2016 has a lot in store besides everything I’ve told. Various other features from around the world are getting wider distributions that look promising. There is other news that will inevitably pop up that I don’t know yet, so who knows what else we’ll get. In terms of animated series or other anime, I don’t know yet since I’m far from caught up on what is available so far, and so I don’t have specialized expectations from that. So let’s ring in the new year and here’s to another great year of animation.
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There were few animated movies that I anticipated more this year than Inside Out. I wasn’t as stoked for The Good Dinosaur, because of my overwhelming support for Inside Out. I loved it, but what I didn’t care for was the short film before it, Lava. It just wasn’t interesting to me. As the year went on I started hearing a lot of hype for Sanjay’s Super Team, which would premiere before The Good Dinosaur. Now that it’s The Good Dinosaur’s time to shine, (with a below Pixar average opening weekend) and to an extent, Sanjay’s Super Team.
The Good Dinosaur had beautiful landscapes, good character development an interesting story. I would say that it’s worth the price of admission, but there is something more to this screening. If you like Pixar stuff, ya you’ll like The Good Dinosaur, so no matter what I say you’re probably planning on it. There isn’t enough for me to want to review it, but this isn’t the case with Sanjay’s Super Team.
Sanjay is trying to watch a superhero show but his dad is trying to practice a Hindu ritual, (I think, because I’m not sure what it actually is). After Sanjay is forced in, he finds his consciousness in some bell like room with Indian statues. Some evil spirit starts destroying a few, and Sanjay accidentally awakens some good spirits to help stop the evil. They combine to save themselves and Sanjay. Sanjay then comes back to the real world and starts envisioning these Indian spirits as superheroes, much to his dad’s delight.
This is one of Pixar’s best shorts to date for so many reasons. Yeah, we know the animation is going to be good, but there is more to that. When Sanjay is in the world we get the typical Pixar reality based lifelike animation.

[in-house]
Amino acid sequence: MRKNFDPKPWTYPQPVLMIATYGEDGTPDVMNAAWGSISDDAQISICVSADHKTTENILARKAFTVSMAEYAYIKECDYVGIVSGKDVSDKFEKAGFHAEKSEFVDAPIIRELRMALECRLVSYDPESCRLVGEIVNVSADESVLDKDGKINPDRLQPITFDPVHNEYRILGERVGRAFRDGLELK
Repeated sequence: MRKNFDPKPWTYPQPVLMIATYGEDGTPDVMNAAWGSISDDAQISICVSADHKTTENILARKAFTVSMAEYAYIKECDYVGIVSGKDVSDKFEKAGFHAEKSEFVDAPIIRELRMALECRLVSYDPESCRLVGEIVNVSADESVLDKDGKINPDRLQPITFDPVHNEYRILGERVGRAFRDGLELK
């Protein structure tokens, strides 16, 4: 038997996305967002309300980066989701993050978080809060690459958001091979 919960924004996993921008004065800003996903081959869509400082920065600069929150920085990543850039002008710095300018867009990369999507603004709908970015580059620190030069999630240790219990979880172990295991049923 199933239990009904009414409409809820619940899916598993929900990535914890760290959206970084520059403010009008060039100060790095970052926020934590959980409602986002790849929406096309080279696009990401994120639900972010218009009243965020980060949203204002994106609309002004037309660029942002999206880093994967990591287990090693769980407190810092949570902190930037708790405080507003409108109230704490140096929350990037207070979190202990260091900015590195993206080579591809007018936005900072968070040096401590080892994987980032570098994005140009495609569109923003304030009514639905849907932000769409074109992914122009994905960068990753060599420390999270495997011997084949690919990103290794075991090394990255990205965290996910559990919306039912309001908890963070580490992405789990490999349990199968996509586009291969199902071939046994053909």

It’s the good shit we’re used to. But when we are transported into the world of the spirit superheros, the visual style changes.
And it’s fucking wonderful. The visual style takes on an almost 2D/Cel shaded outline over the CG models. I don’t know exactly how it was animated since I never got to see Sanjay Patel’s panels at Comic-Con or any animated film festivals, but I know I love it. The colors and the Indian influence gives it a very unique visual style compared to other Pixar shorts or features. I mean it, I’m not used to seeing Pixar emplore different visual techniques besides their great Renderman real life looking stuff. So this is very welcome. If it’s hard to tell from the previews the difference, than I emplore you to check it for yourself along with The Good Dinosaur. The way they set up Sanjay role in the story is also wonderful. From a kid adjusting to cultural traditions versus pop culture interests. It comes together so naturally after the events of the short. It’s execution comes in Pixar short-form fashion, meaning it’s mostly dialogueless. This gives the animators the job of expression and style to tell the majority of the story. I love when they do this, because sometimes the best moments in animation don’t need words. The designs and color of the spirits are great. Yeah, you may see the detail in these or other previews, but they pale in comparison to seeing it on the big screen. They are animated so fluidly with the action. Watching them move and work together is truly glorious, and it makes the short worth the small amount of time we have to watch it.
So if you have any passing interest in The Good Dinosaur, watch it and enjoy Sanjay’s Super Team as well. If you’re more curious about the short like me, then it is still worth the price of admission.